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[MRG] Plotting API starting with ROC curve #14357

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merged 46 commits into from Aug 8, 2019

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thomasjpfan
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@thomasjpfan thomasjpfan commented Jul 14, 2019

(Post Updated 08/05/19)

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What does this implement/fix? Explain your changes.

Scikit-learn defines a simple API for creating visualizations for machine learning. The key features of this API is to run calculations once and to have the flexibility to adjust the visualizations after the fact. This logic is encapsulated into a display object where the computed data is stored and the plotting is done in a plot method. The display object's __init__ method contains only the data needed to create the visualization. The plot method takes in parameters that only have to do with visualization, such as a matplotlib axes. The plot method will store the matplotlib artists as attributes allowing for style adjustments through the display object. A plot_* helper function accepts parameters to do the computation and the parameters used for plotting. After the helper function creates the display object with the computed values, it calls the display's plot method. Note that the plot method defines attributes related to matplotlib, such as the line artist. This allows for customizations after calling the plot method.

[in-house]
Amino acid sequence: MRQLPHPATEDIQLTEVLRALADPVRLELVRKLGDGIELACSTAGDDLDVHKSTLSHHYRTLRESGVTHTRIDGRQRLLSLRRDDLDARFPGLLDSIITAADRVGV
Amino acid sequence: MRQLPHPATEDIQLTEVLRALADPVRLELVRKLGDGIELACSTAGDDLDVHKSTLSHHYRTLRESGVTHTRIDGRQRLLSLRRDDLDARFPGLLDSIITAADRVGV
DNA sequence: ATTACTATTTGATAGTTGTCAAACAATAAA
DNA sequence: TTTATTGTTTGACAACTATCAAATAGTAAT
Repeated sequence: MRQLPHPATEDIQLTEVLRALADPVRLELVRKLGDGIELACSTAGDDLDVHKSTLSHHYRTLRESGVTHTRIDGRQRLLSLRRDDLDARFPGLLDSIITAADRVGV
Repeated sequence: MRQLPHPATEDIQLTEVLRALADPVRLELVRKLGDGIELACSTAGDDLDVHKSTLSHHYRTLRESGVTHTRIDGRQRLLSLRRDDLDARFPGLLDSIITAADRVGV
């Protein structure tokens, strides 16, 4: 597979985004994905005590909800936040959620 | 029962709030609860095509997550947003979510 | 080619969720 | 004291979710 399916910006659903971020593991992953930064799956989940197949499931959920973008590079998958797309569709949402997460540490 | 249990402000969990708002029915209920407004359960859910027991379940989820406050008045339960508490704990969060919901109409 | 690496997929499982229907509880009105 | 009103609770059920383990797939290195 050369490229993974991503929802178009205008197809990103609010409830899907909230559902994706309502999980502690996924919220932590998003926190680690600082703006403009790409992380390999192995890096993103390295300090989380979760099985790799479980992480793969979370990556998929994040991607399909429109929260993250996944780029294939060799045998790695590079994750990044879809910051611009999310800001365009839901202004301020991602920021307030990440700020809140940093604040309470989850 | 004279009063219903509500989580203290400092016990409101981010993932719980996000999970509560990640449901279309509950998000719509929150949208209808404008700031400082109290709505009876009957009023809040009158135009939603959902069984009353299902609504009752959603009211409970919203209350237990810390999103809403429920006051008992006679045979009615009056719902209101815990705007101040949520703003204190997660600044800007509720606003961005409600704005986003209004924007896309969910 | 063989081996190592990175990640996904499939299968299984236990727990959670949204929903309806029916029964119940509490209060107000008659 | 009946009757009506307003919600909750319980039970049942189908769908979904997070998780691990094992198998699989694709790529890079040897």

For example, the RocCurveDisplay defines the following methods:

class RocCurveDisplay: